Shipping containers at sea, an unacknowledged drift


Since their invention in 1956, container vessels have become a symbol of globalization and commercial trade. Maritime transportation currently facilitates 90% of global merchandise flow. As demand for service continues to increase, ship constructions are reaching colossal sizes to maintain supply. This new era of giantism has, however, created a new problem for the maritime industry and for the ocean, that of drifting shipping containers. As citizens are becoming increasingly aware of the environmental threats caused by lost containers, the demand for preventative action is growing stronger. Of the eight ocean issues presented in our Voice For The Ocean public consultation, improved maritime transport regulations ranked among the top three that citizens expressed as a main priority.

More shipping containers, more risks

In 2016, more than 130 million shipping containers traveled around the globe. The recent rise in maritime activity requires the production of ships with cargo capacities ten times greater than what was possible in years past. In addition, with the increased pressure of heavier freight and more frequent use, these ships are experiencing premature wear and regularly subjected to overloaded cargo that fails to comply with ISO standards. A study conducted between 1996 and 2000 in IMO member countries revealed that 9% of inspected containers presented structural deficiencies. These are all errors which can lead to cargo imbalance. Human error also comes into play. Loading personnel can become inundated with excess job tasks, resulting in less time for quality control at the loading quays and inadequate vigilance of container connections on board. This process of securing cargo containers to the ship is extremely important to avoid risk of shifting during travel and loss of containers at sea under rough weather conditions.

A significant threat to marine environment

Each lost container that enters the marine environment should be treated as potential pollution. The weight of the container alone can crush aquatic habitats and species. It can also become an artificial reef which can increase the proliferation of invasive species. Anti-corrosive (zinc powder) coatings are also harmful to marine environments. Transported materials and substances also represent possible threats. In a latest example, on March 12, 2019, the sinking of Grande America, a container vessel that caught fire and sank off the Northern French coast, was reportedly carrying 720 tonnes of Hydrochloric Acid and 25 tons of Fungicide when the incident occurred.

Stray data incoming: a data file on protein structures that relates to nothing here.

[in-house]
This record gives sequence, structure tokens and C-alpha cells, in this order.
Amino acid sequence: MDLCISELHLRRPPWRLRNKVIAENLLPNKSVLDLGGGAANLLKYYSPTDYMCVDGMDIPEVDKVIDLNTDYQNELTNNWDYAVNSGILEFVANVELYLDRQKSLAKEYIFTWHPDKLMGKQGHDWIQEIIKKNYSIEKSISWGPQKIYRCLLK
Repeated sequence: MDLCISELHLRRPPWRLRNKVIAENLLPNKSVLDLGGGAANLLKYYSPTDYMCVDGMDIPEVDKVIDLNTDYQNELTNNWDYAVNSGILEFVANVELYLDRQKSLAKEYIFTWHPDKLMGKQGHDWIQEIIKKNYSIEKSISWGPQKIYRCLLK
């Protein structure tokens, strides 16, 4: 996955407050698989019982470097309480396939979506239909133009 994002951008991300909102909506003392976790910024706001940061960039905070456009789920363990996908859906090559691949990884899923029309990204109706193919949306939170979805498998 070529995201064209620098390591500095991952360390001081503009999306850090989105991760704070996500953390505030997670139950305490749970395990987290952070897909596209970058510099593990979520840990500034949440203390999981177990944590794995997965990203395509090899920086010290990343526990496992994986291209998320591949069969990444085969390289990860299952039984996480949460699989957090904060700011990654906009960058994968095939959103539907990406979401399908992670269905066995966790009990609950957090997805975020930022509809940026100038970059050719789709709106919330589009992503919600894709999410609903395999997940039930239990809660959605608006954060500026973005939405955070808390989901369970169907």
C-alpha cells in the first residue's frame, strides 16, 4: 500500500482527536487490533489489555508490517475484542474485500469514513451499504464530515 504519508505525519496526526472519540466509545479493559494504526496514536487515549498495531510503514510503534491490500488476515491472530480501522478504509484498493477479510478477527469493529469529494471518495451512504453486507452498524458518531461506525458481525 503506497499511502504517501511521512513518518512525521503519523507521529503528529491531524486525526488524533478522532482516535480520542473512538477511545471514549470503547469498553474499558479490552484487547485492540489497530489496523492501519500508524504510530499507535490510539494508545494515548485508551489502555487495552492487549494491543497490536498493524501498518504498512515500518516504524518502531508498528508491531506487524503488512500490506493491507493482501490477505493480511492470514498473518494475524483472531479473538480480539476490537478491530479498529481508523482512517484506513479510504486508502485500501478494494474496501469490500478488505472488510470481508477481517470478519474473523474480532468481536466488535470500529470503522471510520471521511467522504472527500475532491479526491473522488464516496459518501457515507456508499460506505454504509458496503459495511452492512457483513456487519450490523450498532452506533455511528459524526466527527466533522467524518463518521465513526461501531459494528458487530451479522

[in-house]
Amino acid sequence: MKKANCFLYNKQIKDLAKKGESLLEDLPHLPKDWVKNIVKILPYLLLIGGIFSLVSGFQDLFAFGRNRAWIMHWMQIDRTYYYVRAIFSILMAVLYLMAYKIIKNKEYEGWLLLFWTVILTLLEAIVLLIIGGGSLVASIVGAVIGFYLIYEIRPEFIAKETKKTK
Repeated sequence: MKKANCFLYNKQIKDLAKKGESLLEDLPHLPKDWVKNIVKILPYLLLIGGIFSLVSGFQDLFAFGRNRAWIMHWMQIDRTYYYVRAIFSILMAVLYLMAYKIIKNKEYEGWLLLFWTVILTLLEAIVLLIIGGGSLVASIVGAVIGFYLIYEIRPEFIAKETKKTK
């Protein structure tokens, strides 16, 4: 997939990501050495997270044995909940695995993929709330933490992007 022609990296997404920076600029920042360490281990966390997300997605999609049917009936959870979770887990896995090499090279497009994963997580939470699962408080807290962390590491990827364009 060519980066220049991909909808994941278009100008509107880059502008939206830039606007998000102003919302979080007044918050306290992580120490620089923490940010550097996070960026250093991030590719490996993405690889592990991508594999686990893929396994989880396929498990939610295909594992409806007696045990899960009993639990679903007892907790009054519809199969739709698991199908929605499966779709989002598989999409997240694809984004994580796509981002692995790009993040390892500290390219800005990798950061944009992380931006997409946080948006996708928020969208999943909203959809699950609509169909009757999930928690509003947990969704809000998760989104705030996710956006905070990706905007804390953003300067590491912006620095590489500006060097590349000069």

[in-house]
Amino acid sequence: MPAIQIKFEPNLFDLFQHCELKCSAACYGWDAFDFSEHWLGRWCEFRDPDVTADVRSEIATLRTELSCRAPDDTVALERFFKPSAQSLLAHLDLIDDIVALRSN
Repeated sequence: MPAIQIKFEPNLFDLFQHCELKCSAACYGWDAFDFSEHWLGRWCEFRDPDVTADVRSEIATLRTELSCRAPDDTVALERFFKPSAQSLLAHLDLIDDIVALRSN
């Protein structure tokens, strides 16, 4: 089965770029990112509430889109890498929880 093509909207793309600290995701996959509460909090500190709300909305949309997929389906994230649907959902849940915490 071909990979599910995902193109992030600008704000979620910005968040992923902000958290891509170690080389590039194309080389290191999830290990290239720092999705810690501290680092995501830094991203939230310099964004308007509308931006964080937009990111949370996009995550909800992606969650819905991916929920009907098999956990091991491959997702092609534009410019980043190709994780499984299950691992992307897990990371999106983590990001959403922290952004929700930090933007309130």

Surfrider Foundation Europe in action

Since 2014, Surfrider Foundation Europe has been conducting studies on shipping container loss in order to identify the source of the problem and the extent of its environmental impacts. This comprehensive study is among the first of its kind to expose the faults and shortcomings of a regulatory system that currently does not require formalized or mandatory container loss claims. Surfrider Europe supports the creation of a mandatory, transparent reporting system to facilitate more efficient traceability and visibility of containers during transport and also aide in recovery missions when necessary. It is also vital to clarify the legal status of lost containers in order to establish responsibility of the parties involved. Finally, prevent losses and increasing accidents with stronger and more extensive safety measures on board vessels and at quay. Many relevant actions such as banishment of nonstandard cargo, imposed limits to deck transportation, and implementation of random cargo inspections can also be adopted. Surfrider Europe’s mission is to reveal the urgent necessity for revised maritime transport regulations to prevent lost shipping containers and more effectively respond when accidents happen. This marine pollution must be acknowledged in order to penalize negligence and protect our precious ocean environments from growing maritime threats.

Containers report by Surfrider Europe

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